Bitcoin’s Bulls Should Fear Its Other Scarcity Problem
(Bloomberg Opinion) -- In the eyes of many Bitcoin advocates, scarcity is a key advantage over more conventional assets.
Unlike fiat money, which can be created from nothing on a bank’s balance sheet, or gold, which can be mined from the ground in quantities still far from being exhausted, the supply of Bitcoins was set from the start at 21 million. That means, in the words of its pseudonymous founder Satoshi Nakamoto, it should ultimately be “completely inflation free” — making it a far better store of wealth than assets whose real value declines over time.
That’s the theory, at least. With the price of Bitcoin climbing as high as $34,792 Sunday and putting the value of all coins in circulation at around $647 billion, though, there’s a different scarcity problem looming larger.
It’s easiest to think about this in terms of asset allocation. When the value of all Bitcoin outstanding was measured in the tens or hundreds of millions, a minuscule shift of money away from the $217 trillion world equity and bond markets into digital currency would be sufficient to make its price go wild. If investors in aggregate decide to put just 0.1% of their stock and bond portfolios into Bitcoin right now, that represents an additional $200 billion or so chasing the same pile of 18.6 million coins that have been mined to date — enough to push the price well over $40,000.
In that sense, the roller-coaster ride that Bitcoin has ridden in recent years looks almost sedate. At current prices, all the digital coins in circulation are equivalent to about 0.6% of the $103 trillion market capitalization of the world’s equity markets. That’s higher than the 0.4% allocation when the crypto price last peaked on Dec. 18, 2017 and much higher than levels shy of 0.1% that have prevailed at times since then — but it looks a whole lot less dramatic than the 79% run-up in coin prices from their last peak.
The problem for digital bulls is that the success of cryptocurrencies tends to eat itself. As the value of the asset class rises, the shifts away from more conventional investments needed to provoke price spikes get larger and larger.
Right now, Bitcoin on its own is worth about six times the 56 million ounces of metal represented by all the contracts outstanding on the Comex 100-ounce gold contract. The world’s biggest gold ETF, SPDR Gold Shares, holds about $72 billion of the yellow metal. Add in other forms of private investment gold and you’ve got about $2.87 trillion worth of metal — but much of that is in the form of bars and coins that aren’t easily liquidated when investors want to tweak their portfolios.
That should be enough to concentrate the minds of circumspect investors. Cryptocurrencies are no longer a new arrival on the scene that can attract many more investors on their novelty alone. Turnover of digital coin derivatives in the September quarter came to $2.7 trillion, according to TokenInsight, a research company. That’s not all that far behind the run rate of the world’s biggest equity markets. The value of all shares traded in Japan in 2019 came to just $5.09 trillion, according to the World Federation of Exchanges, enough to make it the third-largest equity market on that basis.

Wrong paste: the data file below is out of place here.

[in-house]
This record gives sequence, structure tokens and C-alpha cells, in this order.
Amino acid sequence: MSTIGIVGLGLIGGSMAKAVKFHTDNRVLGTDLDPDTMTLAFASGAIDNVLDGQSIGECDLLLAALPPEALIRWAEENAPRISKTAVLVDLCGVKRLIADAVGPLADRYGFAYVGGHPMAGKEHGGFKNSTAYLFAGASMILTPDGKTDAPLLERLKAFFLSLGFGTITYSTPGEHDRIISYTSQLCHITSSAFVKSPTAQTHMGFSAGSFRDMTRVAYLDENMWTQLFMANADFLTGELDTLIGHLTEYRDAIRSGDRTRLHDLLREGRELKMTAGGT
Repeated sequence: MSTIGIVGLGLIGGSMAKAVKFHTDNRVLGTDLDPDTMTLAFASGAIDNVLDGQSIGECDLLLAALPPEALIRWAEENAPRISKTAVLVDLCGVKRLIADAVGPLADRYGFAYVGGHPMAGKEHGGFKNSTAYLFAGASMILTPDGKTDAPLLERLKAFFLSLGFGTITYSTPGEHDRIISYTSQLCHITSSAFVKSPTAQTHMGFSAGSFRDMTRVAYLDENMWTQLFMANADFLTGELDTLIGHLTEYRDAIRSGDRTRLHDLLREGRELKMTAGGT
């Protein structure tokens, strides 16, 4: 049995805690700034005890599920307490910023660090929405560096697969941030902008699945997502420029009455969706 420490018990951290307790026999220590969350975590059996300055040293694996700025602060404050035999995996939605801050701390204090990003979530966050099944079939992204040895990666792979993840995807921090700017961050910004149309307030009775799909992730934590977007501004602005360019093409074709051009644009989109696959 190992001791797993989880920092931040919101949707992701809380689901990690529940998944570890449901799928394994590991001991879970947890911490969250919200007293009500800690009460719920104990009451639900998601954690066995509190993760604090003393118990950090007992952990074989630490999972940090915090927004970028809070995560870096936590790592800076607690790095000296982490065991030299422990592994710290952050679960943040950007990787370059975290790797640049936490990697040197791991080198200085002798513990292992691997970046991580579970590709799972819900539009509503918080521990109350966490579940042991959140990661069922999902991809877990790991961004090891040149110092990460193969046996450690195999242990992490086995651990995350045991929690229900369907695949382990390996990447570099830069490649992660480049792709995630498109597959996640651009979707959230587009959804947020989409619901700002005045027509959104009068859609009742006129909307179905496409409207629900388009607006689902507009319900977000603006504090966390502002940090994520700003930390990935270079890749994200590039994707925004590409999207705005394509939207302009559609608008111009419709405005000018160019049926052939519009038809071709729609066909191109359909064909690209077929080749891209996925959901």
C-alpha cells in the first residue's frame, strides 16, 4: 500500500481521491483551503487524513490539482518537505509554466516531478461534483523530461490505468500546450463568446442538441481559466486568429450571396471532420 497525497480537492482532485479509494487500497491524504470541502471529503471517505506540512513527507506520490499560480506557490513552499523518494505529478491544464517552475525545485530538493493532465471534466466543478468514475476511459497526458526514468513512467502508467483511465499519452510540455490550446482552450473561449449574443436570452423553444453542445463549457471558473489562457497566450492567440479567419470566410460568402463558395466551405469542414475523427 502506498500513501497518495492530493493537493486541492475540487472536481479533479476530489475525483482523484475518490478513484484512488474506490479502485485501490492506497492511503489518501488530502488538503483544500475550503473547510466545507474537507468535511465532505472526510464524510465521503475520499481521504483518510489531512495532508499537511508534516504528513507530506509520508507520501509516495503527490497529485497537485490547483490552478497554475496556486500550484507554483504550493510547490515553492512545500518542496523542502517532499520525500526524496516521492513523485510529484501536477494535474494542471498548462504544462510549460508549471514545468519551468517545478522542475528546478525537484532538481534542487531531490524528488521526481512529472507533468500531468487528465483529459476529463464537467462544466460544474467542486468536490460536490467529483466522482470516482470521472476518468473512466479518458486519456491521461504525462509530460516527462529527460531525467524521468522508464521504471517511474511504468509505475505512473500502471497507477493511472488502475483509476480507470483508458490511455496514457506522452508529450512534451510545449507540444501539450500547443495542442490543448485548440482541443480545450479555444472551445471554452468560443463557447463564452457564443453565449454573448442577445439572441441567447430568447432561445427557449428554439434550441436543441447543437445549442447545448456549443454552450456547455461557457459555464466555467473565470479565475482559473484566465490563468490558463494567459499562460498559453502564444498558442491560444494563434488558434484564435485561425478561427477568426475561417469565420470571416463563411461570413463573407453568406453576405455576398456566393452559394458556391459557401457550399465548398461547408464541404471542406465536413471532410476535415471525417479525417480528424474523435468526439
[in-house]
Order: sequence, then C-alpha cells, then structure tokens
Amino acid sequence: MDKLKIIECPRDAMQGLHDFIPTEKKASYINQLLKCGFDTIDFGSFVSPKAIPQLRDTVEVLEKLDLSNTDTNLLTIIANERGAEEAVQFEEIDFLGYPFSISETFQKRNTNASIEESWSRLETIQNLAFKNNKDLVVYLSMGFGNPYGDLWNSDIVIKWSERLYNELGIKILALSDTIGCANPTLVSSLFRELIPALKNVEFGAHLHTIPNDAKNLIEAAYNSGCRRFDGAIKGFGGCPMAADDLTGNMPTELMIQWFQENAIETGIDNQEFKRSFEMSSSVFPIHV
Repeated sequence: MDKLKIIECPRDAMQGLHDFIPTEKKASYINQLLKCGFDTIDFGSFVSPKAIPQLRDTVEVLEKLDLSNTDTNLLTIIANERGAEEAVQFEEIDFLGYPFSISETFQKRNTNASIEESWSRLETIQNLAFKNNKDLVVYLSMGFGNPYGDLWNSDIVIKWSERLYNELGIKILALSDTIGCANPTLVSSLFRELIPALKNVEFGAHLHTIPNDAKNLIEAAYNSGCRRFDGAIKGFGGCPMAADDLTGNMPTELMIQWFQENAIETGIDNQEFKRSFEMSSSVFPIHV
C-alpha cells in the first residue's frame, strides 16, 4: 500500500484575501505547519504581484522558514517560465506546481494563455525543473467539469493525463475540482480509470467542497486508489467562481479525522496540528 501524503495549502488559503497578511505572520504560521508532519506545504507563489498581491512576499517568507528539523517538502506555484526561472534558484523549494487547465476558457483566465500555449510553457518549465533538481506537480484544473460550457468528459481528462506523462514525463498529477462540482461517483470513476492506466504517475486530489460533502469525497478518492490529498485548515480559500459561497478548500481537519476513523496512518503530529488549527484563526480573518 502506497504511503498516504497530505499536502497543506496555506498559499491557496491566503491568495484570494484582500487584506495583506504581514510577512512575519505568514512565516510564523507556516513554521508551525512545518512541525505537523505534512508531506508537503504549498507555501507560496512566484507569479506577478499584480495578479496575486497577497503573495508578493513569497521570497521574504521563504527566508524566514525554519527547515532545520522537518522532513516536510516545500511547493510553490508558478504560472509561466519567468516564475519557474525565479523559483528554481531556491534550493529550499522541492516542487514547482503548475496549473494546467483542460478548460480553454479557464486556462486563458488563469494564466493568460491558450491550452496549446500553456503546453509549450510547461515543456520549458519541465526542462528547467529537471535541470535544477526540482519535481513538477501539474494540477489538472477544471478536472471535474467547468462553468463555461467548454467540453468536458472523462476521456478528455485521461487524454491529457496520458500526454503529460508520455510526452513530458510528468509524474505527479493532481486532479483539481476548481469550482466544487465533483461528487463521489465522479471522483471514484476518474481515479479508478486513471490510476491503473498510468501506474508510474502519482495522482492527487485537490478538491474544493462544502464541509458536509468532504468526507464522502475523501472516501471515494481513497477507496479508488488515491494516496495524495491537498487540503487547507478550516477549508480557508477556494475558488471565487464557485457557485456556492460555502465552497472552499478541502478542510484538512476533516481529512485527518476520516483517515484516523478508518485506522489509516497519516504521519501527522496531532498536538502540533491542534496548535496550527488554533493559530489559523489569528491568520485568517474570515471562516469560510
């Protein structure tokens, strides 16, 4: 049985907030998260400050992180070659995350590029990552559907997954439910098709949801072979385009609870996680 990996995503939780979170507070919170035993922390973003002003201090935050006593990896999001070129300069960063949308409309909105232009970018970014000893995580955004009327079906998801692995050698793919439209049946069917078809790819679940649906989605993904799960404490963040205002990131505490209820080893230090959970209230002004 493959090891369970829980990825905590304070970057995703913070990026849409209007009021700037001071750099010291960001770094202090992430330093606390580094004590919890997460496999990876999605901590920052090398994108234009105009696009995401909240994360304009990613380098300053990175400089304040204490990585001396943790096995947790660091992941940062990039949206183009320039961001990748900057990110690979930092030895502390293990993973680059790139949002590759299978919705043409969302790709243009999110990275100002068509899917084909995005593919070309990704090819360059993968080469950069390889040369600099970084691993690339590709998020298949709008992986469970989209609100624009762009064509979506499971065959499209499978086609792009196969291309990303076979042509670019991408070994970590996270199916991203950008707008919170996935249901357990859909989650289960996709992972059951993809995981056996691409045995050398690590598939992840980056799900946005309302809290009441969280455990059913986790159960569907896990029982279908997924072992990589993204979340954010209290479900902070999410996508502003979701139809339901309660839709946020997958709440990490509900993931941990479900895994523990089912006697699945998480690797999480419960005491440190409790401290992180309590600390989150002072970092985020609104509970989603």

Looked at that way, the core problem for crypto is thrown into stark relief. Why would you choose to allocate a slice of your stock and bond holdings into a digital currency, instead of more conventional assets? Once momentum stops driving the price higher, as it inevitably will, the best argument is still the hope that it might balance out the swings in your broader portfolio. As we’ve argued in the past, the prospect of Bitcoin becoming that sort of negative beta asset is the most promising way for it to become something more useful than a dice game for investors.
Unfortunately, there’s still little sign of that happening. As my colleague Lionel Laurent has argued, these days it looks not so much like a hedge against the gyrations of the equity market as a leveraged bet on the same movements. The correlation between Bitcoin and the S&P 500 index was 0.767 over the past year — somewhat closer than the link between the S&P and the FTSE 100 index, and substantially tighter than that between U.S. and Hong Kong stocks. Gold’s correlation with the S&P 500 was a far lower 0.299, while the Bloomberg Barclays U.S. Treasury Index of total sovereign bond returns posted a prized negative beta of minus 0.036.
Crypto will only grow up if and when it finds a different driving force to the animal spirits that govern equity markets. If it really wants to be an alternative asset to stocks and bonds, it needs to start behaving like one.
To be sure, the notional value traded on derivatives markets is often larger than that of the underlying assets because it represents a range of prices at different points in time. Still, it's a sign of the sums that are now invested in crypto.
This column does not necessarily reflect the opinion of the editorial board or Bloomberg LP and its owners.
David Fickling is a Bloomberg Opinion columnist covering commodities, as well as industrial and consumer companies. He has been a reporter for Bloomberg News, Dow Jones, the Wall Street Journal, the Financial Times and the Guardian.
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